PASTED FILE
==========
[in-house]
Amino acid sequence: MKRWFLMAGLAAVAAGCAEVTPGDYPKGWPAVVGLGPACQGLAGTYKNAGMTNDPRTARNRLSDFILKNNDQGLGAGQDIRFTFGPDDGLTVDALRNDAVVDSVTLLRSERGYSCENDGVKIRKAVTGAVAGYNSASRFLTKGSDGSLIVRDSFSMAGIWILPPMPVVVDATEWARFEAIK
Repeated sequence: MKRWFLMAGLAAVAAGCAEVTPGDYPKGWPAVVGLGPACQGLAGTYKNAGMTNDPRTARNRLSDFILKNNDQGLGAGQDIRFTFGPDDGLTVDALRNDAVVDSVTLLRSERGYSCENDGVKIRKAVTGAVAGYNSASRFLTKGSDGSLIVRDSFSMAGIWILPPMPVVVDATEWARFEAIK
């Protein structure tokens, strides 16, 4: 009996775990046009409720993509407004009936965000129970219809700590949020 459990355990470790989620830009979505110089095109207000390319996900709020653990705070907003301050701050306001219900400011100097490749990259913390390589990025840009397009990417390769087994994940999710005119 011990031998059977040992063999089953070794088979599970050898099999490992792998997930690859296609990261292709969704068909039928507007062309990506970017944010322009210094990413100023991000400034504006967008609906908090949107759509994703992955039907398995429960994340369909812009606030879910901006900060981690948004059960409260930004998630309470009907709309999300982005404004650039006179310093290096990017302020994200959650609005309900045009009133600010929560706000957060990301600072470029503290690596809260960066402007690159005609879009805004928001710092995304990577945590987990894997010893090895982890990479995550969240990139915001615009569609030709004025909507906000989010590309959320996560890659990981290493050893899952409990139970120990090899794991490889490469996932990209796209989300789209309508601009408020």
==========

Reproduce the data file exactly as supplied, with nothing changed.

[in-house]
Amino acid sequence: MKRWFLMAGLAAVAAGCAEVTPGDYPKGWPAVVGLGPACQGLAGTYKNAGMTNDPRTARNRLSDFILKNNDQGLGAGQDIRFTFGPDDGLTVDALRNDAVVDSVTLLRSERGYSCENDGVKIRKAVTGAVAGYNSASRFLTKGSDGSLIVRDSFSMAGIWILPPMPVVVDATEWARFEAIK
Repeated sequence: MKRWFLMAGLAAVAAGCAEVTPGDYPKGWPAVVGLGPACQGLAGTYKNAGMTNDPRTARNRLSDFILKNNDQGLGAGQDIRFTFGPDDGLTVDALRNDAVVDSVTLLRSERGYSCENDGVKIRKAVTGAVAGYNSASRFLTKGSDGSLIVRDSFSMAGIWILPPMPVVVDATEWARFEAIK
């Protein structure tokens, strides 16, 4: 009996775990046009409720993509407004009936965000129970219809700590949020 459990355990470790989620830009979505110089095109207000390319996900709020653990705070907003301050701050306001219900400011100097490749990259913390390589990025840009397009990417390769087994994940999710005119 011990031998059977040992063999089953070794088979599970050898099999490992792998997930690859296609990261292709969704068909039928507007062309990506970017944010322009210094990413100023991000400034504006967008609906908090949107759509994703992955039907398995429960994340369909812009606030879910901006900060981690948004059960409260930004998630309470009907709309999300982005404004650039006179310093290096990017302020994200959650609005309900045009009133600010929560706000957060990301600072470029503290690596809260960066402007690159005609879009805004928001710092995304990577945590987990894997010893090895982890990479995550969240990139915001615009569609030709004025909507906000989010590309959320996560890659990981290493050893899952409990139970120990090899794991490889490469996932990209796209989300789209309508601009408020």